Edvard Munch, Self-Portrait on a Valise in the Studio, 1902 (detail). Photo © Munch, Oslo.
by SABINE SCHERECK
The Berlinische Galerie, dedicated to art in Berlin, revisits Edvard Munch’s time in the city, which was a defining period in his career and set Berlin’s art scene on the path of modernity. Edvard Munch: Magic of the North traces the relationship between the artist and the city, which began with a scandal in 1892.
For Berliners at the start of the 20th century, the north was a mystical place. The Kaiser regularly travelled to Scandinavia and the ocean liner Auguste Victoria sailed to Norway on her maiden voyage. The ship is depicted amidst the majestic mountains lining a fjord in The Auguste Victoria in Naeröfjord (1900) by the German painter Themistokles von Eckenbrecher. This impressive work is shown at the beginning of the exhibition and inspires city dwellers to dream of the north. The same applies to Summer Evening in the Lofoten (before 1891) by his Norwegian colleague Adelsteen Normann, who had settled in Berlin.
Eilert Adelsteen Normann, Summer Evening in the Lofoten, before 1891. Photo © Staatliche Museen zu Berlin, Nationalgalerie / Andres Klinger.
After Normann persuaded the Verein Berliner Künstler (Association of Berlin Artists) to invite Munch (1863–1944), his largely unknown fellow countryman, to hold a solo exhibition in the city, the show’s opening in 1892 was keenly anticipated. Yet, shocked by what was presented to it, seemingly rough and unfinished works far from any Nordic visions of beauty, the Verein closed the exhibition after just a few days. News of this scandal, known as the Munch Affair, spread like wildfire, making others wonder what this bad boy of art had conjured up and inviting him themselves to find out. Amused by this scandal, the 28-year-old Munch moved to Berlin, where, with a few interruptions, he continued to live and work until 1908.
Walter Leistikow, Evening over Schlachtensee, c1895. © Collection Stiftung Stadtmuseum Berlin, Photo: Hans-Joachim Bartsch, Berlin.
The Berlinische Galerie cleverly leads into the show by juxtaposing Munch’s revolutionary way of seeing the world with the style of images the Berlin audience was familiar with at the time. This includes Normann’s Summer Evening in the Lofoten as well as, poignantly, Walter Leistikow’s Fjord Landscape (c1897) and Evening Over Schlachtensee (c1895). Both have a pleasant and conventional feel, despite the fact that Leistikow belonged to Berlin’s progressive artists’ collective Vereinigung der XI (Federation of the XI), founded in February 1892, before Munch shook up the city’s art scene in November that year. It is no surprise that Munch’s supporters came out of these ranks. With this group evolving into the Berlin secession movement and artistically leading the way from 1898 onwards, Munch became an accepted artist. By 1933, the city had hosted 60 exhibitions of his work.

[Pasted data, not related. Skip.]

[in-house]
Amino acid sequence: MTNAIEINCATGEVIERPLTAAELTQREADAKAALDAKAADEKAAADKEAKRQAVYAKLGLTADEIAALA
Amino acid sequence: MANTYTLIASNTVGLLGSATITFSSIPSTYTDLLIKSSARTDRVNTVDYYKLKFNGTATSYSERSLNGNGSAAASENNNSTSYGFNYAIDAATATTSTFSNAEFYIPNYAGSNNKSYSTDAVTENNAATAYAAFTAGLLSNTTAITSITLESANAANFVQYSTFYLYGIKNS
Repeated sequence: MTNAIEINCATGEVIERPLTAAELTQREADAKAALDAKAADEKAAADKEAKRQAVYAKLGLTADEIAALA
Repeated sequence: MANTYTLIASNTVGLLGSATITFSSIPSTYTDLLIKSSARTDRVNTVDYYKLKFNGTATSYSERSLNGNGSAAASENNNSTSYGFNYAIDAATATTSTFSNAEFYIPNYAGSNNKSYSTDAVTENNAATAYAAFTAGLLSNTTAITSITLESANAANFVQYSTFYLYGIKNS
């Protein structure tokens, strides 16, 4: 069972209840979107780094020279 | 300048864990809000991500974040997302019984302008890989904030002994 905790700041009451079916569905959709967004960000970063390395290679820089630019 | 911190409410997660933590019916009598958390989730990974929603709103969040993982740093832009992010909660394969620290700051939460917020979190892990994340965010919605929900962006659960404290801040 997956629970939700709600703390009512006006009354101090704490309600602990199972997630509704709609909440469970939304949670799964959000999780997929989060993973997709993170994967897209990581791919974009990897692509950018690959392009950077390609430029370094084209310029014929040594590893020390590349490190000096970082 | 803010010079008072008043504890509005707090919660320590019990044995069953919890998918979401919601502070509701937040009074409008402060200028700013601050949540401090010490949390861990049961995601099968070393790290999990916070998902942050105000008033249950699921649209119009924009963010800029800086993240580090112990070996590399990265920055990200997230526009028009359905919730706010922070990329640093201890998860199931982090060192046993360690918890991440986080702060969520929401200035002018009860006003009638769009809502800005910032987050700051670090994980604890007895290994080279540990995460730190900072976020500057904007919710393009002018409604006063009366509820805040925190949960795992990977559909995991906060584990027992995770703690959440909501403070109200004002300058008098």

The Munch paintings placed amid Leistikow’s are Starry Night (1922-24) and Winter Night (c1900), from which emanate a sense of Magic of the North – Munch-style. However, little of that is left in the following rooms, as the visualisation of emotions through human figures take over – they are one of Munch’s trademarks.
Edvard Munch, Winter Night, c1900. Photo © Kunsthaus Zürich.
Parts of The Frieze of Life, a series of paintings portraying the cycle of life including love, anxiety and death, stretch out along the wall of the large hall. It was in Berlin where he began experimenting with presenting pictures in a series and the first kernel of this frieze, Studies for a Series: Love, was shown in December 1893. Munch continued working on this project throughout his life, exchanging components of it over the years.
Edvard Munch, Melancholy (Evening), 1891, Photo: © Munchmuseet / Halvor Bjørngård.
The ones presented here date from 1891 to 1935. Among them are Melancholy (Evening) (1891), which also featured in his Berlin debut, and The Kiss (1897). The latter is rendered in very dark tones. As if it were night, only the outlines of an embracing couple can be made out in front of a curtain by a window. Munch’s Melancholy, following the sad ending of a love affair, shows a man in a pensive mood by the shore. It is overall much brighter, suggesting that the kiss shrouded by the secrecy of darkness is the beginning of a downfall. But figures in a sombre or serious mood are a common sight at this exhibition, provided their faces have any detail at all. This counterpoint of dark themes with light colours, or vice versa, is also evident in Death and Spring (1893), in which a woman in a lilac-coloured dress lies in front of a window looking on to a bright green meadow in the sunshine. With nature coming back to life, the picture reminds the viewer that not only life overall continues after an individual death, but also that death is a part of the life cycle.